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By: Chenee Castruita
The unique combination of COVID-19 and a drastic decrease in the workforce found more workers putting in overtime this holiday season. Unfortunately, millions of workers last month experienced a delay not only in their packages, but in their pay as well.
Kronos (Ultimate Kronos Group) provides human resource management services such as payroll, attendance and scheduling for organizations and municipalities across the globe. Its customers include healthcare organizations, universities, supermarkets, and cities.
On December 11, 2021, Kronos recognized its Kronos Private Cloud was compromised by a ransomware attack. Kronos immediately began its investigation and engaged its cyber security team and insurer, and suggested affected customers adopt “alternative plans” to process payroll. By December 23, 2021, Kronos reported progress on its ability to restore customers’ data. By December 29, 2021, it reported having a detailed plan to carry out the restoration process, expected to take place in phases this month.
Kronos regularly provided updates to customers through communication channels dedicated to the incident. By the end of December, it was able to offer temporary solutions to customers. Kronos also reported the incident to applicable regulatory agencies. Still, employers affected by the ransomware attack will be sorting this out for weeks to come.
Customers used certain Kronos functions to track employee time entry, and to calculate and track pay including overtime or holiday pay. While offline time clocks still worked, Kronos and its customers were unable to access or collect that data. Organizations were forced to move to other methods of tracking, such as paper entry. Left without access to time worked, at least one company reportedly resorted to averaging the prior three paychecks to determine December pay.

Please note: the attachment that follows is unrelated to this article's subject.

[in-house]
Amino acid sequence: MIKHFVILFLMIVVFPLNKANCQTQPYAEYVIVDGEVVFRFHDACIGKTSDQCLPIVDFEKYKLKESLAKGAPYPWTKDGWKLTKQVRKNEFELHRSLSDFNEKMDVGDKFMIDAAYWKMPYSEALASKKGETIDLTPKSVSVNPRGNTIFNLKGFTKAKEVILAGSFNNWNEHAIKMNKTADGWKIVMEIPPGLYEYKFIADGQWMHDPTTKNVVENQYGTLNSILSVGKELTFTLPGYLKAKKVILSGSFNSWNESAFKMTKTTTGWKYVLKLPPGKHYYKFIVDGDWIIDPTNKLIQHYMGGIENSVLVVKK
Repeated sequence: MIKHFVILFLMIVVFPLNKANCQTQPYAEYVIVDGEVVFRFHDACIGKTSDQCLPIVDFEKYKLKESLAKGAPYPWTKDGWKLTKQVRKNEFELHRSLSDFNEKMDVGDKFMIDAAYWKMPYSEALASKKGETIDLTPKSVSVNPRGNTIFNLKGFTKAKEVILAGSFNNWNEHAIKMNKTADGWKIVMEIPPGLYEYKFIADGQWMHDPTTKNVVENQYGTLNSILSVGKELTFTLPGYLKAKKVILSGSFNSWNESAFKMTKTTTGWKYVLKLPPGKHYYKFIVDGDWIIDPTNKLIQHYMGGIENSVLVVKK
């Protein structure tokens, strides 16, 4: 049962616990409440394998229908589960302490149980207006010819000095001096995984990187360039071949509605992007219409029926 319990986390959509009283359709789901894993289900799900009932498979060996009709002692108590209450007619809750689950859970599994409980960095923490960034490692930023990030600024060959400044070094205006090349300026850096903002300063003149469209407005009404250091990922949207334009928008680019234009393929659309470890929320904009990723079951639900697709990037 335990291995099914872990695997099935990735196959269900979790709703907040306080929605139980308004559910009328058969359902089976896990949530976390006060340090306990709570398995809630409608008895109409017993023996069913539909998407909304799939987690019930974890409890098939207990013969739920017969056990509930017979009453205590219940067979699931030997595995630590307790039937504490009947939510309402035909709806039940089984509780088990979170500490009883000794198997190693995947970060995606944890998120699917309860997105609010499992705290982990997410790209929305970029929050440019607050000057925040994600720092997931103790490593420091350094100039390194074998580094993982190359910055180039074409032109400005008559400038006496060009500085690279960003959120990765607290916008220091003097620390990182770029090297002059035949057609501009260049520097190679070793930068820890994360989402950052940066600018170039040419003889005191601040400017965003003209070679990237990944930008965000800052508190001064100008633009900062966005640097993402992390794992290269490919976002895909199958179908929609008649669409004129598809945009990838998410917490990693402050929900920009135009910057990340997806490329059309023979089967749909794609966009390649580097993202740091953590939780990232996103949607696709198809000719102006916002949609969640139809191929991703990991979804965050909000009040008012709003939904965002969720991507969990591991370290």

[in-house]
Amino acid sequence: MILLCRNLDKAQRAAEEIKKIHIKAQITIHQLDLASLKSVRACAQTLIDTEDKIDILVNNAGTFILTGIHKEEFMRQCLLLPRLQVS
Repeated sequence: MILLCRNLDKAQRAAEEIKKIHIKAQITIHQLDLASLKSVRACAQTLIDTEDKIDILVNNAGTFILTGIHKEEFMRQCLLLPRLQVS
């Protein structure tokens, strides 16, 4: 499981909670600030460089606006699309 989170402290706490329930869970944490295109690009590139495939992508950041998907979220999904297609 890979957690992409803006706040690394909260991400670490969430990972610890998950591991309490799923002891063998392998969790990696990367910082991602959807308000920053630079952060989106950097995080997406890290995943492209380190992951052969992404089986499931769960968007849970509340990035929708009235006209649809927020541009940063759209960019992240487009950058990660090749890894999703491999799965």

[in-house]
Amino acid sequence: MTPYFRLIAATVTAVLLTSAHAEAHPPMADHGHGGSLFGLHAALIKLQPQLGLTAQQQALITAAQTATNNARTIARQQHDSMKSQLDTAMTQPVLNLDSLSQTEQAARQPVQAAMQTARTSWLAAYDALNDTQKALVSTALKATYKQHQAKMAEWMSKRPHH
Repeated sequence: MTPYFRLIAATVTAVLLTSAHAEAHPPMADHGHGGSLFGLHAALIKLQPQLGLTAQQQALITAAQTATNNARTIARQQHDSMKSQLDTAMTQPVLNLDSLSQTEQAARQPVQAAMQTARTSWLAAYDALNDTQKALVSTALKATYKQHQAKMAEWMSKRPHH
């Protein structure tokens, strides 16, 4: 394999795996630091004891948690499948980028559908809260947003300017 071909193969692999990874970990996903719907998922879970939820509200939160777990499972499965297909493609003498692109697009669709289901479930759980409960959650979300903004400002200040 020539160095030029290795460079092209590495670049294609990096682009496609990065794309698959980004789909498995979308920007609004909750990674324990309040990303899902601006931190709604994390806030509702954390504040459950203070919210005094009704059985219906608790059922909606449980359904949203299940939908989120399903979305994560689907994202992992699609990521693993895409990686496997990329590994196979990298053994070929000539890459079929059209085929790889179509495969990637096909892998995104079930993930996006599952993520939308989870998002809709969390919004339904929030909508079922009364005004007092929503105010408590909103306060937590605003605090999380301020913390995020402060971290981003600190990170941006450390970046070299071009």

While a payroll vendor falling victim to ransomware might mitigate any penalties under the Fair Labor Standards Act, such an incident does not eliminate an employer’s duty to timely and correctly pay its employees.
Additionally, Kronos has reported that a “relatively small volume” of data has been exfiltrated by the threat actor, the identity of which has not been identified. While the extent and nature of data compromised is likely still being assessed, this incident should serve as a reminder to any organization to always conduct thorough vendor data security due diligence in the contracting stages. In preparation for a data security incident it is also prudent to stay up to date on state data breach notification and contractual requirements, with all third-party vendors, to understand a vendor (“data collector”)’s responsibilities for 1) timing (and frequency) of disclosure to your organization (“data owner”), 2) reporting to applicable regulators, 3) notification to impacted individuals (employees), 4) sharing details about the event, 4) data recovery or recreation, and 5) compensation (particularly for service(s) “downtime”) in the event of a data security incident such as this one.
FMG attorneys will continue to monitor the fallout of the Kronos ransomware attack. If your organization was affected, or if you have questions regarding your obligations as an employer or regarding your vendor’s data breach notification obligations, contact Chenee Castruita at Chenee.Castruita@fmglaw.com, or your FMG attorney.